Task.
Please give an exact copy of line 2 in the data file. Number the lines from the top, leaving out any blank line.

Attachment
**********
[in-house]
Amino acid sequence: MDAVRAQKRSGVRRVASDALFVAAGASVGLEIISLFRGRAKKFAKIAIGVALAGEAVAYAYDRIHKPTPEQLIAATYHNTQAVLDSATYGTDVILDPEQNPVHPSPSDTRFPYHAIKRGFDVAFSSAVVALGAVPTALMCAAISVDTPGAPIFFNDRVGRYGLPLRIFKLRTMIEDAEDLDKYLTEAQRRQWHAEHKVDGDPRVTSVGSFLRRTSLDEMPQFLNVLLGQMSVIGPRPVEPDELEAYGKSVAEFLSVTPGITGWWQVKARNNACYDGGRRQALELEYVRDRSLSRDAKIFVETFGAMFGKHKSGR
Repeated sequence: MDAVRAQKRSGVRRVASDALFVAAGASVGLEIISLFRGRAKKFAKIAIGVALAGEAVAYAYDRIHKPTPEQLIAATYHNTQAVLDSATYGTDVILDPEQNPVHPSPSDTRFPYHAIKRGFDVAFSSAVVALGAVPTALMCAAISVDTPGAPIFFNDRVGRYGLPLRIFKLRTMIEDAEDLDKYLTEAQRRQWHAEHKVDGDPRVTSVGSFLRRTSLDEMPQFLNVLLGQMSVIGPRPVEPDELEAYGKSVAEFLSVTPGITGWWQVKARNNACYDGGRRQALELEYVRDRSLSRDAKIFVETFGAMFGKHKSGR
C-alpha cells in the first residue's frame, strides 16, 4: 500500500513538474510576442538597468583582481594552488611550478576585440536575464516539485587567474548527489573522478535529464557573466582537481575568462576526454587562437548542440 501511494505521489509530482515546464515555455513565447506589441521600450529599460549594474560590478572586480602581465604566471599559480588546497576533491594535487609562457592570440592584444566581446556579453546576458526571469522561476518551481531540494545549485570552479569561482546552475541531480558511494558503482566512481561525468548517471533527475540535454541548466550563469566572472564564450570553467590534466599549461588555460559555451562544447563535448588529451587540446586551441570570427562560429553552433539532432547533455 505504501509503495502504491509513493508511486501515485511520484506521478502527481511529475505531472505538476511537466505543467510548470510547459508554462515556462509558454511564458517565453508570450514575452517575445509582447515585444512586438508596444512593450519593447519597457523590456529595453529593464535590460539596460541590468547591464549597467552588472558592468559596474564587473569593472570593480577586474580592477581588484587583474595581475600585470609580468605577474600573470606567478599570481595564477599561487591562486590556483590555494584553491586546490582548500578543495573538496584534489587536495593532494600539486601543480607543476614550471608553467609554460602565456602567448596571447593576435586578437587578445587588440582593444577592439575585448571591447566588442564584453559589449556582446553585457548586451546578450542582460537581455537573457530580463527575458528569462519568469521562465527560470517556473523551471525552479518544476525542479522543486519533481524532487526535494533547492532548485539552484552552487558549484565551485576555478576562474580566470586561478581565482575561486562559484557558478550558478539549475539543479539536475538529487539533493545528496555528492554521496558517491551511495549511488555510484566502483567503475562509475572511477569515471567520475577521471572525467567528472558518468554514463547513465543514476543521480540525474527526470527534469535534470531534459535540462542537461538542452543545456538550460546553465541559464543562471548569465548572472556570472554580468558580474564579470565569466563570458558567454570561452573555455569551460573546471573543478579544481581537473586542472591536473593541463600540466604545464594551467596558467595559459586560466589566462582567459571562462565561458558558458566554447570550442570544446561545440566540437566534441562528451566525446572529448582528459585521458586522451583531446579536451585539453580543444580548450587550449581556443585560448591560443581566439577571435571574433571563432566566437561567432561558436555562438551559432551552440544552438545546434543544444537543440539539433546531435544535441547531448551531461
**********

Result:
Amino acid sequence: MDAVRAQKRSGVRRVASDALFVAAGASVGLEIISLFRGRAKKFAKIAIGVALAGEAVAYAYDRIHKPTPEQLIAATYHNTQAVLDSATYGTDVILDPEQNPVHPSPSDTRFPYHAIKRGFDVAFSSAVVALGAVPTALMCAAISVDTPGAPIFFNDRVGRYGLPLRIFKLRTMIEDAEDLDKYLTEAQRRQWHAEHKVDGDPRVTSVGSFLRRTSLDEMPQFLNVLLGQMSVIGPRPVEPDELEAYGKSVAEFLSVTPGITGWWQVKARNNACYDGGRRQALELEYVRDRSLSRDAKIFVETFGAMFGKHKSGR